My Friends, Their Cars, The Earth

Many of my friends and family have purchased new cars, or new used cars, in the last couple of years. Most of these people would define themselves as “progressive” if not “radical” and almost all of them would come out on the David Suzuki rather than the George Bush side of environmental issues.

To this end, I decided to look at the fuel economy of the vehicles of my friends and family, and the results are presented below. I used the site, run by the U.S. Department of Energy and the U.S. Environmental Protection Agency, for my figures; as a result, any differences between U.S. and Canadian models won’t be accounted for. I set the price of gas at 68 cents a litre (or $2.61 a gallon). I guessed where I didn’t know the specific year, model, or engine type. And of course older cars won’t be performing at their peak these days. All fuel economy numbers are combined city/highway miles per gallon; dollar figures are in Canadian dollars.

Friend Vehicle Fuel Economy
Johnny 1998 Chevy Blazer 18
Steve 2003 Jeep Liberty 19
Dan 2002 Subaru WRX 23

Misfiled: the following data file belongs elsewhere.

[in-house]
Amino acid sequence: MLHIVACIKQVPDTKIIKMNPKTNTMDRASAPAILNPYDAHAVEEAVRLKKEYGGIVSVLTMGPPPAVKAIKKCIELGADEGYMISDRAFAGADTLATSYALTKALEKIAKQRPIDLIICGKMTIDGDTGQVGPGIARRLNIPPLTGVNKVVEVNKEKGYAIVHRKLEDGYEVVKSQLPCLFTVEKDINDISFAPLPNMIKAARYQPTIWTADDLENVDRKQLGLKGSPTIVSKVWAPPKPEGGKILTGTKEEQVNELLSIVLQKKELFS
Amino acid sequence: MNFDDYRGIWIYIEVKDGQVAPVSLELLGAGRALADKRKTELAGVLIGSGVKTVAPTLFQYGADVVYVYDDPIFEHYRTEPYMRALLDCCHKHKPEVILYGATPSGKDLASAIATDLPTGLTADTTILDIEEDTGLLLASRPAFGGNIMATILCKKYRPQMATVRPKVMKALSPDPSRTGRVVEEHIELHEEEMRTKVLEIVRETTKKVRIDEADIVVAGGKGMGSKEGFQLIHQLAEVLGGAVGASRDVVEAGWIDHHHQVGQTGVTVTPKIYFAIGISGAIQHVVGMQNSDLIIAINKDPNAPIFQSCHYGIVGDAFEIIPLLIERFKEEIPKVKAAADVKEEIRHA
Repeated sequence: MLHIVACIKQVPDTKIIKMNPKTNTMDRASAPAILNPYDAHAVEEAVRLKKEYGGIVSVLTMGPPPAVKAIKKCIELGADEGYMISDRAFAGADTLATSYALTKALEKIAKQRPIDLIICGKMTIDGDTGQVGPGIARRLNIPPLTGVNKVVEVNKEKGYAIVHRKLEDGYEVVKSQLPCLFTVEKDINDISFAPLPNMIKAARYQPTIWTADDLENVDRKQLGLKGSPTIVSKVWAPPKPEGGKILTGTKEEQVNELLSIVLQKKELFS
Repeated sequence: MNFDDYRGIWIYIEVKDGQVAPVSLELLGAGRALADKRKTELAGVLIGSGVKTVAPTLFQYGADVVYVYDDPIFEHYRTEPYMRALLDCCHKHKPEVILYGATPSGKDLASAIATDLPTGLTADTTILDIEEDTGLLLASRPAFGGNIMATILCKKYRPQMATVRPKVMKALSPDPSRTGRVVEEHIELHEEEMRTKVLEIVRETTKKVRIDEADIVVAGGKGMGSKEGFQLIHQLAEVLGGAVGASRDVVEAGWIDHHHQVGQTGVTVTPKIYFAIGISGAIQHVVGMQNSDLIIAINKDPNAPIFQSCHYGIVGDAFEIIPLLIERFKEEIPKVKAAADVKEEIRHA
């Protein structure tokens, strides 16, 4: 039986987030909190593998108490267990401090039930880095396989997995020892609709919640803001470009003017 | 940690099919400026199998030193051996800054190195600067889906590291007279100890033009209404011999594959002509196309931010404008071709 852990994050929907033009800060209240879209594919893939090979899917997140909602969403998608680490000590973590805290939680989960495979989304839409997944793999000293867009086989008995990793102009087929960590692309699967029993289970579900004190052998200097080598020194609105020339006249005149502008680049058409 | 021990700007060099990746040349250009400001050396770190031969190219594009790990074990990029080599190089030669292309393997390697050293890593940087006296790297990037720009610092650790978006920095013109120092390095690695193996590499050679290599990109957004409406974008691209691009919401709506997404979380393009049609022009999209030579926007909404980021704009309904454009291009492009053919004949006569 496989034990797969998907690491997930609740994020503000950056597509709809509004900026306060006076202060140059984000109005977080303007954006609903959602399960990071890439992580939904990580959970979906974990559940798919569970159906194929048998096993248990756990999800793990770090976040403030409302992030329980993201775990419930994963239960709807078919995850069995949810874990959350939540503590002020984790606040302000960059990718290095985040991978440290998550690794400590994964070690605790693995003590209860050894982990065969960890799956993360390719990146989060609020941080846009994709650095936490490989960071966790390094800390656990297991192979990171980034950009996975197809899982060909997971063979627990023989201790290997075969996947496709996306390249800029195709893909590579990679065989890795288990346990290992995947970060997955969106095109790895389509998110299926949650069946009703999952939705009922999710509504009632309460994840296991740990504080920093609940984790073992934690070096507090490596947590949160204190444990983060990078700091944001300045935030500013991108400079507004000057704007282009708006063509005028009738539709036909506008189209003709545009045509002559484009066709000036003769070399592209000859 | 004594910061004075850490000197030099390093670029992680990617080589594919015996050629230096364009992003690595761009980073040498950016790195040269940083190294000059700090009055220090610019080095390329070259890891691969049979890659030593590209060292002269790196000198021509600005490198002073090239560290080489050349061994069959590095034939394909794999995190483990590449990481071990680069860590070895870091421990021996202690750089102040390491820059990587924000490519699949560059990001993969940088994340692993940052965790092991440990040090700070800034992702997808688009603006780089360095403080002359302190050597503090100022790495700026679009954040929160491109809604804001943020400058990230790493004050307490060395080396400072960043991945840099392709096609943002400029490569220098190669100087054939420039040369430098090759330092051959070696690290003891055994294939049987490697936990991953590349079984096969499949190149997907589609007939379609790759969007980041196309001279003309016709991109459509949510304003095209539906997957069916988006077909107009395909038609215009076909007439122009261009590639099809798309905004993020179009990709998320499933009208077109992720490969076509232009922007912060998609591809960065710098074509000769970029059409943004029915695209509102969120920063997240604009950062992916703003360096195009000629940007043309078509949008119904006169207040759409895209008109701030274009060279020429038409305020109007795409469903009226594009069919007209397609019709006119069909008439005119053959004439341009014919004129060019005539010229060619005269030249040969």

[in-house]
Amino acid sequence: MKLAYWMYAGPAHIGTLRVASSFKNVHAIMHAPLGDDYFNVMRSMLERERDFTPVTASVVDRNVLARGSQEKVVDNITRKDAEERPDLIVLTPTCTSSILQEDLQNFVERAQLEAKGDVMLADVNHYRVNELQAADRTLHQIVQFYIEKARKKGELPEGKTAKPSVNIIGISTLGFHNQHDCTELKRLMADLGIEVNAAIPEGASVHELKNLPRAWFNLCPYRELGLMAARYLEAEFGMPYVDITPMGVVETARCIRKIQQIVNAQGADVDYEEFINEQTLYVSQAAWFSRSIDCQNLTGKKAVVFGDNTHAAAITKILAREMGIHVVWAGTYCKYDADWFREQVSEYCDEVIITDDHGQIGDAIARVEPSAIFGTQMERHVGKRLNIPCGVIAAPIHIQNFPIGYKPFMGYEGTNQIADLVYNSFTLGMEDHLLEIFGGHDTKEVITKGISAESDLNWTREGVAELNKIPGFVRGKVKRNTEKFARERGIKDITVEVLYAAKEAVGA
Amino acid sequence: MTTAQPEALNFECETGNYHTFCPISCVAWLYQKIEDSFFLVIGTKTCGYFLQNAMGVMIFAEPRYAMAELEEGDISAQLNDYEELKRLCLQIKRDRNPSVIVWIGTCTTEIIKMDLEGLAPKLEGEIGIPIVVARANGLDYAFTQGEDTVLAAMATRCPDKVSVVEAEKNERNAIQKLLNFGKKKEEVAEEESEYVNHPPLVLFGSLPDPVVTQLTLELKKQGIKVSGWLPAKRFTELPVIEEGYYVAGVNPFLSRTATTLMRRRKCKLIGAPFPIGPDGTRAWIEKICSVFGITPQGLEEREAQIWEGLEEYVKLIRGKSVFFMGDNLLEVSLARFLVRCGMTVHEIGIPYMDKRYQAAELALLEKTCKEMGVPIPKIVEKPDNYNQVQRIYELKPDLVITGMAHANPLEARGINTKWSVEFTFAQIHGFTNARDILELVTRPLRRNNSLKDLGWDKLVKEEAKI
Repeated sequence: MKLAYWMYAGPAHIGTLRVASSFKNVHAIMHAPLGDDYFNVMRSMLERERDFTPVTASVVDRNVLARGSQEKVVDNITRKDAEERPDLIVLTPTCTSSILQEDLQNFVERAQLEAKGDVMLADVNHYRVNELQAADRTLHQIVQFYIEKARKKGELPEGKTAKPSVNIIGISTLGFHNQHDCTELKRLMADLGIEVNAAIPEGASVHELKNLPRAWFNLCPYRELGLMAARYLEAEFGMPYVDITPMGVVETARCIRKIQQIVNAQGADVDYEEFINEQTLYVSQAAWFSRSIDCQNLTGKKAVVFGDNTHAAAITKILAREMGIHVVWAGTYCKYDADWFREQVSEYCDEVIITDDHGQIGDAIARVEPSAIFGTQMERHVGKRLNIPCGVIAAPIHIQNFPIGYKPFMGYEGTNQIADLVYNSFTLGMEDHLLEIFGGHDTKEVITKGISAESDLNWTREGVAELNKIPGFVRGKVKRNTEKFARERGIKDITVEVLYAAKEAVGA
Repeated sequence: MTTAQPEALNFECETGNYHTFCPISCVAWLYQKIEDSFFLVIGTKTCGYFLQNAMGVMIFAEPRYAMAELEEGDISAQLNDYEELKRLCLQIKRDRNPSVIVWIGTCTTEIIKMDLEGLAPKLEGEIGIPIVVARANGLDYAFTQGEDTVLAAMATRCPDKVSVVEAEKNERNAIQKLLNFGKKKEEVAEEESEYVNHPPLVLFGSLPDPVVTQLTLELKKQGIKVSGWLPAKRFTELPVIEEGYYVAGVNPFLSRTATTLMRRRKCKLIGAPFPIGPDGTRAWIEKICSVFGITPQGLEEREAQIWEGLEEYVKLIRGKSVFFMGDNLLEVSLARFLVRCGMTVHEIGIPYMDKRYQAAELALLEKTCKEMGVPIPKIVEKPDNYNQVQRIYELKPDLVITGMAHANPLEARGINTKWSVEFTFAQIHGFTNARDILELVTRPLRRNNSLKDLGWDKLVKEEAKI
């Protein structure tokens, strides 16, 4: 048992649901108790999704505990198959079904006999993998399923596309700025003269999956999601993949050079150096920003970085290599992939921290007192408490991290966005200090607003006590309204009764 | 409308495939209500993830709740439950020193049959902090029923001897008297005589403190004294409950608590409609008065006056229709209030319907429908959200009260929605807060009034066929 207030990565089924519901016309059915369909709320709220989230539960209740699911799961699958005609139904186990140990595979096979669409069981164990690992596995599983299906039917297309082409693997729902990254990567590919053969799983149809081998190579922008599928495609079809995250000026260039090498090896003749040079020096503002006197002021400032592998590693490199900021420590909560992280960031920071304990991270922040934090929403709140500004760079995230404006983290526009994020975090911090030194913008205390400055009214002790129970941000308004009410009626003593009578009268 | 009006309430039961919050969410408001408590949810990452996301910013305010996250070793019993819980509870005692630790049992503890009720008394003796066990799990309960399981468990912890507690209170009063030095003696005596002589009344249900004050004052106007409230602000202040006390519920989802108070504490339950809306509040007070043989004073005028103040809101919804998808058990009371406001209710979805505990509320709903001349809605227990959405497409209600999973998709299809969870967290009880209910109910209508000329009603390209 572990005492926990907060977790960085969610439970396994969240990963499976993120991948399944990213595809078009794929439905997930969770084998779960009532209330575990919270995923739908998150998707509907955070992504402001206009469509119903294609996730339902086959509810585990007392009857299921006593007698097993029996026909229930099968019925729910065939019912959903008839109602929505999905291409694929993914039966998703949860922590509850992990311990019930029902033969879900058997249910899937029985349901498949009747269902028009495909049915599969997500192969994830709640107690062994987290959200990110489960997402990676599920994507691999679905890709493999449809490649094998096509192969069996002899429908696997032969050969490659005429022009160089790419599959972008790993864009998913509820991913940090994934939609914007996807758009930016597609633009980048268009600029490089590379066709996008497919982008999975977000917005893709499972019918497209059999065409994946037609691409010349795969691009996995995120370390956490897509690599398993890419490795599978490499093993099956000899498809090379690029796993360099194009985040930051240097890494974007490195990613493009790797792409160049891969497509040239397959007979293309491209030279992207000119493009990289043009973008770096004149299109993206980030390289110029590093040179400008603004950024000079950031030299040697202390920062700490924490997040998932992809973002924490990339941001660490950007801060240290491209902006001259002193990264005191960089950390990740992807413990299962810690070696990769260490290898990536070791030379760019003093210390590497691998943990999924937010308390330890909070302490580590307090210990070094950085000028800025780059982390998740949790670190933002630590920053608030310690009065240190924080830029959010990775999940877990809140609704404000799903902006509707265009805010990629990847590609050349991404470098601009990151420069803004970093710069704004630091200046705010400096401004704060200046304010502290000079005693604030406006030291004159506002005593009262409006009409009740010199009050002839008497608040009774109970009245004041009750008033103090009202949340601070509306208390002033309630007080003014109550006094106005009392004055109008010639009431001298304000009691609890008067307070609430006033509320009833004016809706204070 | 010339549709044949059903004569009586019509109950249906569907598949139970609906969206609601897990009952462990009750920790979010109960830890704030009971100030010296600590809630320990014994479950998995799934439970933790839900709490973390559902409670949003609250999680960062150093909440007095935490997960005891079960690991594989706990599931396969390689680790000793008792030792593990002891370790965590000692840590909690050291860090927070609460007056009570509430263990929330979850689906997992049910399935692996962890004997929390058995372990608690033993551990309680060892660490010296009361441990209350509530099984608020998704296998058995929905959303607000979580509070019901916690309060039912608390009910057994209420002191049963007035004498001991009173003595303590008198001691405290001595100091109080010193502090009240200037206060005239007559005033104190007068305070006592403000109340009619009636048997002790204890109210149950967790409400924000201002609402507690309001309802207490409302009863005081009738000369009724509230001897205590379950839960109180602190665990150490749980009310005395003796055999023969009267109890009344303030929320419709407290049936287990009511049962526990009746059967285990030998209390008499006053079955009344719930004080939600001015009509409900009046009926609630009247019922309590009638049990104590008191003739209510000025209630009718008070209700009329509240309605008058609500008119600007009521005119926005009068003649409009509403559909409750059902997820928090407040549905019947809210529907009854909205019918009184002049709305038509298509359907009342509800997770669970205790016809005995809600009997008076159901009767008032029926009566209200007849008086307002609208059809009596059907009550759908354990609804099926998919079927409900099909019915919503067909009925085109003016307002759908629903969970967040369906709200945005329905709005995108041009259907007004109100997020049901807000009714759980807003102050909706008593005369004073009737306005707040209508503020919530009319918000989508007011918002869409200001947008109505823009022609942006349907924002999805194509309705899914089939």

Carol 2002 Chrysler Sebring 23
Mike 2000 VW Golf 24
Norm 1990 Honda Accord 24
Robert 2003 Honda CRV 24
Steven 1993 Dodge Spirit 24
Dave 2003 VW Jetta Wagon 25
Ann 1998 Toyota Camry 26
Me 2000 VW Jetta 27
Kevin 2002 VW New Beetle 27
Ray 2002 Mini Cooper 28
Catherine 1995 Ford Escort Wagon 29
Frances 1996 Honda Civic 32

Johnny’s last-place finish is no surprise, as the Chevy Blazer isn’t exactly known as a paragon of fuel economy, and he didn’t purchase it with any illusions that it was. The surprise, for me, was Catherine’s second-place ranking with a 1995 Ford Escort Wagon; I never realized these were so fuel efficient.

If you look at the difference in what it costs for fuel, based on 15,000 miles/year, Johnny will pay $2175 and Frances will pay $1223, a difference of $952.

In terms of pollution, the difference between Johnny (10.5 tons/year of greenhouse gases) and Frances (5.9 tons/year) is 4.6 tons. It says here that U.S. President Clinton proposed “reducing U.S. emissions of greenhouse gases to 1990 levels by the year 2012.” The article goes on to say: